April 6, 2005
ZIMBABWE ELECTION 'NOTHING TO CELEBRATE'
** Dailies condemn Zimbabwe's parliamentary vote as "Mugabe's cynical charade."
** Pro-government papers assert "winners and losers" alike should accept the result.
** South Africa's Mbeki faulted for "indulging" Mugabe with "quiet diplomacy."
** Commentators predict Zimbabwe's already harsh situation "is bound to get worse."
Vote 'hopelessly tilted'-- Dailies were gratified that Zimbabwe's parliamentary elections took place without "wanton violence" but most condemned the vote as a "sham" and asserted that it was "not surprising" that President Mugabe's ZANU-PF party won. Analysts cited "manipulated electoral lists," denial of food aid to supporters of the opposition MDC, and "wholesale intimidation and misuse of the state-controlled media" to denounce the election as "rigged in favor" of ZANU-PF. "To say Zimbabwe’s election results 'reflect the free will of the people' of Zimbabwe," said South Africa's balanced Business Day, "is to make the rather unfortunate, but obvious point that ZANU-PF was always going to win."
'Crying foul is wrong'-- Zimbabwe's government-owned Herald, though, praised the vote as "extraordinarily peaceful and...well-organized." The paper noted that teams from the Southern African Development Community and African Union had "closely observed" the process and said their judgment that the vote was fair "should be accepted by all." The KANU party-owned Kenya Times, labeling MDC leader Tsvangirai "a creature of the Western press," contended he and "his patrons in London" had "to invent" reasons to discredit the poll. A Zambian editorial agreed the elections were "nowhere near perfect" but urged the MDC to accept the results.
Africa too 'quiet' on Mugabe-- Skeptical observers were "extremely disappointed" that election monitors from neighboring countries judged the elections free and fair. Writers in particular criticized South Africa's President Thabo Mbeki for being affected by "sentimental tosh" and showing "indulgence" to Mugabe, declaring "this ill fits his role of being the spokesman for the 'new Africa.'" They attacked Pretoria's "quiet diplomacy," which Mbeki has pursued "to no avail." South Africa, said that country's Sunday Times, "has wittingly or unwittingly helped entrench a despotic neighbor." Thanks in part to Mbeki, observed a German commentator, "every African potentate will be able to patch his election result together by referring to the outcome of the elections in Zimbabwe."
Slipping 'deeper into the quagmire'-- Zimbabwe's independent Daily News worried that the country is "entering a very dangerous period of instability." Given the "demoralized opposition," editorialists saw little prospect of change, concluding that "nothing short of a miracle" will improve ordinary Zimbabweans' lives in the short term. Zimbabwe has been "reduced...to the brink of starvation" by an "economically illiterate" regime. "With each passing day," said Jamaica's centrist Daily Observer, Mugabe "appears more of a demented tyrant" while Zimbabwe "continues to collapse."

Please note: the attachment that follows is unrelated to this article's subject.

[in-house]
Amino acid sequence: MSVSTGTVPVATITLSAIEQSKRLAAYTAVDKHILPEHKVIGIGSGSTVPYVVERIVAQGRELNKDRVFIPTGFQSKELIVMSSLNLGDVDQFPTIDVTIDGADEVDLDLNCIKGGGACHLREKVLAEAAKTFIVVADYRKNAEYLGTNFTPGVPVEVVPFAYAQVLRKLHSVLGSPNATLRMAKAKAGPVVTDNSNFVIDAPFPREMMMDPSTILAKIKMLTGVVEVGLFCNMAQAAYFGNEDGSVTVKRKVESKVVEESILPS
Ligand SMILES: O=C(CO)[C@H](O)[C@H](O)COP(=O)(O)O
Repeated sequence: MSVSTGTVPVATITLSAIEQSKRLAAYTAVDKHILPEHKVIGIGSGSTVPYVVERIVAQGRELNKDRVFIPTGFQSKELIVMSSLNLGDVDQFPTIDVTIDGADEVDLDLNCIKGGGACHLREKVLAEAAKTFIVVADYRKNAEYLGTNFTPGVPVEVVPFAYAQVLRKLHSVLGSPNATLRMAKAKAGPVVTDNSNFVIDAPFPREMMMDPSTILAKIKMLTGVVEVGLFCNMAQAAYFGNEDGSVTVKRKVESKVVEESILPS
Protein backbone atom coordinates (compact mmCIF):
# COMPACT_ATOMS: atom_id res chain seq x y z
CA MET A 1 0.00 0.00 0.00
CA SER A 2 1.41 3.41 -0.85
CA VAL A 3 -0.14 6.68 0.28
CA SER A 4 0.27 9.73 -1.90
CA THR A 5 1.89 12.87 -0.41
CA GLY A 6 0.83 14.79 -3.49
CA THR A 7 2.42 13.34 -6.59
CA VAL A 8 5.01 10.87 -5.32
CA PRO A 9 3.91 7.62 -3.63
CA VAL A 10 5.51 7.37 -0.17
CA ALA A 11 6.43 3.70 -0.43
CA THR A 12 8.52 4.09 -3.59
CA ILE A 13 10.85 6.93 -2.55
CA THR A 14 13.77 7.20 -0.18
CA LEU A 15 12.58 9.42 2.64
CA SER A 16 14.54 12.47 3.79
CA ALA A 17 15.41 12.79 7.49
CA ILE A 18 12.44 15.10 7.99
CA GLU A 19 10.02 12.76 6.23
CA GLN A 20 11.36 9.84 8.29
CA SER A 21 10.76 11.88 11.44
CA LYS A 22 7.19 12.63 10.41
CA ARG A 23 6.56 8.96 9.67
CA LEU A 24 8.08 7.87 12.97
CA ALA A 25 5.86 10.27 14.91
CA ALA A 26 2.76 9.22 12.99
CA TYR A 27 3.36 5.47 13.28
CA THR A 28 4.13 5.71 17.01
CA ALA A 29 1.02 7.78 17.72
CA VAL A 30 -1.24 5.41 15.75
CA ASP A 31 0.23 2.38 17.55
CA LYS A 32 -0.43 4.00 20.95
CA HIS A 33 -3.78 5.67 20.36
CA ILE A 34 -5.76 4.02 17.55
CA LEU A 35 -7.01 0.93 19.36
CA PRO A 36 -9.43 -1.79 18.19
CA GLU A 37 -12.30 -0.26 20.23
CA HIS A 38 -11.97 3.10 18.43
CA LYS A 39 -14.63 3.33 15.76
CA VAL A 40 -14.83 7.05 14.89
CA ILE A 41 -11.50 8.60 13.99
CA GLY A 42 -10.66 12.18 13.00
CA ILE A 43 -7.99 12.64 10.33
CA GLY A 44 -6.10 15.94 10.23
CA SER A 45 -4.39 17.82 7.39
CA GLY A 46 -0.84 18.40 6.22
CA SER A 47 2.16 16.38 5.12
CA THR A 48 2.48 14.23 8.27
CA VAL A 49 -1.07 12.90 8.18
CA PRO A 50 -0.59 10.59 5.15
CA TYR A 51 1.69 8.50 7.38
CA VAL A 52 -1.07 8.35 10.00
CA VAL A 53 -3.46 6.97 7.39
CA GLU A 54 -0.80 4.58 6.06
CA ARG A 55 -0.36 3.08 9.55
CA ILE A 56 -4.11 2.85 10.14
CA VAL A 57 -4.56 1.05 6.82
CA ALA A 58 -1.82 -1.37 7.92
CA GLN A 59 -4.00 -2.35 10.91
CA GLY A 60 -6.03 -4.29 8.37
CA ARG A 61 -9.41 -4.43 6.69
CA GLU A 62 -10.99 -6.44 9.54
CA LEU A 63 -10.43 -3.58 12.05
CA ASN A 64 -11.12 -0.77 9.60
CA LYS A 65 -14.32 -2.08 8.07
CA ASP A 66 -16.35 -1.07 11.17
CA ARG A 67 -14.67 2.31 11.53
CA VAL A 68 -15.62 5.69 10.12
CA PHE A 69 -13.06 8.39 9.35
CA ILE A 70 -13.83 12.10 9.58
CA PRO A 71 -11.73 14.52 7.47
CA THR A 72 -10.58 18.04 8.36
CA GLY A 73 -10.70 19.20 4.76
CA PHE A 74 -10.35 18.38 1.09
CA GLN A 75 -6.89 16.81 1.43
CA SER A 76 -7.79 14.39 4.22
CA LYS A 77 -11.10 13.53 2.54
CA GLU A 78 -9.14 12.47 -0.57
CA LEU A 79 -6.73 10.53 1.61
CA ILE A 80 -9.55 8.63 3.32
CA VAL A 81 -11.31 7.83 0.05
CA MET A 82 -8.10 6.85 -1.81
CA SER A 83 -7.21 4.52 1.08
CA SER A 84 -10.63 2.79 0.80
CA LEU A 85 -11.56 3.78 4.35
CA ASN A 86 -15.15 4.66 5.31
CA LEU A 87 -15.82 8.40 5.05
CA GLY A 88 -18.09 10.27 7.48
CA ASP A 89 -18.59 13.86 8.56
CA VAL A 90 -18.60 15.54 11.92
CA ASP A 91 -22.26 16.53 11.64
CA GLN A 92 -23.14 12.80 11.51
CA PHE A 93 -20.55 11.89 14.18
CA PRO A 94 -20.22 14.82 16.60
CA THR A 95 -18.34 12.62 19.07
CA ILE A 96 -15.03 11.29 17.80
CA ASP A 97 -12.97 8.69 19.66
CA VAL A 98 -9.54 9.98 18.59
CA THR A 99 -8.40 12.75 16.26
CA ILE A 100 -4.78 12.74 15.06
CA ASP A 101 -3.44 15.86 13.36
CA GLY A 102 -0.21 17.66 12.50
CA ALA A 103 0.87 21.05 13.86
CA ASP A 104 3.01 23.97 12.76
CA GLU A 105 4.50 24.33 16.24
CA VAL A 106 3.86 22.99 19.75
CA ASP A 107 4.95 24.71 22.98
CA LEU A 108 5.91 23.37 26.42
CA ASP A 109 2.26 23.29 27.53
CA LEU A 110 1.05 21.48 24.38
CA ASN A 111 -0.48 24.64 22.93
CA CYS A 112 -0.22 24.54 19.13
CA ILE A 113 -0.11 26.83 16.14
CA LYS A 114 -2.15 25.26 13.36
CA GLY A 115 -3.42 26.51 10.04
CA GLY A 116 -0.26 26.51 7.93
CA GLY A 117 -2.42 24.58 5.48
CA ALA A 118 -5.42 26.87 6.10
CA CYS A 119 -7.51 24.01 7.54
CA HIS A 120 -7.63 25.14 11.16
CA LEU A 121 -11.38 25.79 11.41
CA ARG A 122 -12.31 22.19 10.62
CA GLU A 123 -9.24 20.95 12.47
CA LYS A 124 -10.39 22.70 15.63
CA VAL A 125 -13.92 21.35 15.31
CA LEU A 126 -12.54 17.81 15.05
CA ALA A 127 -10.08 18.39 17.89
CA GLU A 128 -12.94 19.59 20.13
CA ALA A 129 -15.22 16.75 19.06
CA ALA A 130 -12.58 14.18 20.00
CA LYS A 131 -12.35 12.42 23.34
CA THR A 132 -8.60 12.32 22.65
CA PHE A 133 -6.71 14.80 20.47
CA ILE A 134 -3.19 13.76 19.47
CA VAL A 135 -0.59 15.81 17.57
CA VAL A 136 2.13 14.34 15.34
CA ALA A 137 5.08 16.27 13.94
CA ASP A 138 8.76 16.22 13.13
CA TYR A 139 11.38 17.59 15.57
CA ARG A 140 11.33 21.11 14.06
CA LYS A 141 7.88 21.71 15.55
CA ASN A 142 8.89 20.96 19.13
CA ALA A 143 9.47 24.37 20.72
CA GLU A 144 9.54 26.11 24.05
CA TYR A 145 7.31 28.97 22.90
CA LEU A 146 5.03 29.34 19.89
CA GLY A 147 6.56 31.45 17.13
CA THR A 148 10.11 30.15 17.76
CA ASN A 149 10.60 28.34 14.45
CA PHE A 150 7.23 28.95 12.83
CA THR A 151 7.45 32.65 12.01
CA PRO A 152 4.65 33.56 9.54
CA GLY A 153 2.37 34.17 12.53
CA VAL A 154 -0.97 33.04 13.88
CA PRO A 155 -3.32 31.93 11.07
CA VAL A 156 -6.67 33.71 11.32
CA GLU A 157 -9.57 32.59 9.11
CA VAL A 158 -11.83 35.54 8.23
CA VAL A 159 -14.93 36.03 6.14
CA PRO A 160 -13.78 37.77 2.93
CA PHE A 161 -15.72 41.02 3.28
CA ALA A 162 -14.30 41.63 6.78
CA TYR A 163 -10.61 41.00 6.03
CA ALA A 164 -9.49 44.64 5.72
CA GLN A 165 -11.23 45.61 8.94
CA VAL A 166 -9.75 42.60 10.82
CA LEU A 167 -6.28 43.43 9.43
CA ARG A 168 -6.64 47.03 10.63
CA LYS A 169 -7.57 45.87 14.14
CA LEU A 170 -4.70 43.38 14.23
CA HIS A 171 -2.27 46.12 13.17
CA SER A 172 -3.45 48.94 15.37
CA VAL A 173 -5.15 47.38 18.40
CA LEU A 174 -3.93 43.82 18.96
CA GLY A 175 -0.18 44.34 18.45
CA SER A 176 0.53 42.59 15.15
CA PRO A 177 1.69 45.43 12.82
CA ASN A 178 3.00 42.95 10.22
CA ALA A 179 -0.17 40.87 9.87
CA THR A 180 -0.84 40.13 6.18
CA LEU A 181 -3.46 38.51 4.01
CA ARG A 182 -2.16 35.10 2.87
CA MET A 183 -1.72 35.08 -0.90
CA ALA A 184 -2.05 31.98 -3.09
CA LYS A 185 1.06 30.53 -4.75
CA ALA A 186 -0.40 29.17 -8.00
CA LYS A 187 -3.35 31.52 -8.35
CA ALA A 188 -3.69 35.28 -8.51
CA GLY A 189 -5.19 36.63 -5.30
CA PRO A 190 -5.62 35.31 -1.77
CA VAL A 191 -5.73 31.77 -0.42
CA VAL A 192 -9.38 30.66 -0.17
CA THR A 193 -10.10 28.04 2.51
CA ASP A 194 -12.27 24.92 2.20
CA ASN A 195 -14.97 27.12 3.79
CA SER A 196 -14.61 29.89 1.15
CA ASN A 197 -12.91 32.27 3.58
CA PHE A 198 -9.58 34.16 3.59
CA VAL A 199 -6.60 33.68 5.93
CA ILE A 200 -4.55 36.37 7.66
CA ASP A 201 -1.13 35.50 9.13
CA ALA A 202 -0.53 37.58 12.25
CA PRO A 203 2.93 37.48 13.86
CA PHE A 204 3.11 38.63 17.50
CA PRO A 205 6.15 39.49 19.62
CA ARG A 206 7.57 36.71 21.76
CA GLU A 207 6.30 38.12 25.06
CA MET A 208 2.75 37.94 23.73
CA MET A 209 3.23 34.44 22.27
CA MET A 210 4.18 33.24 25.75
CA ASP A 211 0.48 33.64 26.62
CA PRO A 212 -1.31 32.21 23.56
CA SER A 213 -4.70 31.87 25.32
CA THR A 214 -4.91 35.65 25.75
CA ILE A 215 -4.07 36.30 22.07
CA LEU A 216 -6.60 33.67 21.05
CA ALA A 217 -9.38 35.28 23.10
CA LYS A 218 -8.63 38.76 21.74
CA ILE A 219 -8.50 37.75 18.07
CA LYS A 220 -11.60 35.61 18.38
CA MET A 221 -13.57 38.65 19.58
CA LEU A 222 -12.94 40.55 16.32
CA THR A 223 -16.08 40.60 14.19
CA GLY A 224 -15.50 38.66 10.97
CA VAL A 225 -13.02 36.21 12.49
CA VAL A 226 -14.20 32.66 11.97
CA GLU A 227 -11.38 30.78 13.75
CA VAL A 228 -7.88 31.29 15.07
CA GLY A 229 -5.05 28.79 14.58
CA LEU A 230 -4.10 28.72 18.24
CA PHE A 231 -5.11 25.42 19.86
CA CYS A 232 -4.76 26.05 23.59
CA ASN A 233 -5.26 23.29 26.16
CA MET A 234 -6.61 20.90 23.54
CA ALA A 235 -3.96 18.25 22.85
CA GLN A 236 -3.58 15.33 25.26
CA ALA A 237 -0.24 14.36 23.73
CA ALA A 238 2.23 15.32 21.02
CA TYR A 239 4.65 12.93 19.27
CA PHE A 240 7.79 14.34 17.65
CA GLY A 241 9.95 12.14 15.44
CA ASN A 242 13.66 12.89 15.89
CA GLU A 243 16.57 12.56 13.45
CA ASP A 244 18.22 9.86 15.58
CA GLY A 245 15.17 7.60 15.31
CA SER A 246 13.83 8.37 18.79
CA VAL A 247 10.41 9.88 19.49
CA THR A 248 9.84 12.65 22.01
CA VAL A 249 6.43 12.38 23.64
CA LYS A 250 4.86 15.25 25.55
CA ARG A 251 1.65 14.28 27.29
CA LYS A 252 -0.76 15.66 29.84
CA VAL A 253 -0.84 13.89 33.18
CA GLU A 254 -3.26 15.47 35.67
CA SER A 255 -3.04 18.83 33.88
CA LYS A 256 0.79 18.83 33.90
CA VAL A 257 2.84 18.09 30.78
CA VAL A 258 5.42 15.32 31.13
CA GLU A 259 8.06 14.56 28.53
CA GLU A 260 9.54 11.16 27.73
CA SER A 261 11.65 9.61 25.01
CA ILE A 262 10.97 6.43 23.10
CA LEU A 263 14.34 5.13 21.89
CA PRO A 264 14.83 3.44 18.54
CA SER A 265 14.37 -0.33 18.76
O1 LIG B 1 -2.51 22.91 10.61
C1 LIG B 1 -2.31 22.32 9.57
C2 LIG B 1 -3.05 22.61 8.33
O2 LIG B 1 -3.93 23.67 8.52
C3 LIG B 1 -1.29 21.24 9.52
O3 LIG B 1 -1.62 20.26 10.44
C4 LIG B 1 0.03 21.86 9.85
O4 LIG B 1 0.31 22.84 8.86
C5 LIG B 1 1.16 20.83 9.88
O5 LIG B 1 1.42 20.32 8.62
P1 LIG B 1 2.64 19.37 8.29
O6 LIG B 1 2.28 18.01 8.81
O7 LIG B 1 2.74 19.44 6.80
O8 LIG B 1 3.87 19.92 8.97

Prepared by Media Reaction Branch (202) 203-7888, email@example.com
EDITOR: Steven Wangsness
EDITOR'S NOTE: Media Reaction reporting conveys the spectrum of foreign press sentiment. Posts select commentary to provide a representative picture of local editorial opinion. Some commentary is taken directly from the Internet. This report summarizes and interprets foreign editorial opinion and does not necessarily reflect the views of the U.S. Government. This analysis was based on 36 reports from 17 countries March 30 - April 6, 2005. Editorial excerpts are listed from the most recent date.
ZIMBABWE: "Dangerous Period After Election Result"
The independent Daily News commented (Internet version, 4/4): "Even if half the allegations made by the MDC...are true, Zimbabweans must know they are entering a very dangerous period of political instability. It's most unfortunate that both the South African observer mission, and the observer missions of the African Union (AU) and the Southern African Development Community (SADC) speedily endorsed the elections as free and fair.... There could be a logical explanation for all...[the] weird anomalies. But the overall effect must surely be that things were not what they seemed.... ZANU-PF did achieve its ambition and there probably will be a Senate soon, dominated by ZANU-PF stalwarts, long in the tooth, short on gray matter. There will be a prime minister, dancing to the strings of the master puppeteer, Mugabe himself. And when he retires in 2008, he will have no problem with anybody of substance asking him to dig up and explain old bones. Meanwhile, the cities which rejected ZANU-PF at the polls may be in another tough time from the government. Zimbabwe's international isolation will continue and the economy will continue to decline--no jobs, no drugs, no food, no foreign currency and no investment. This will be a very dangerous period indeed, perhaps lasting for a long, dreary, miserable five years."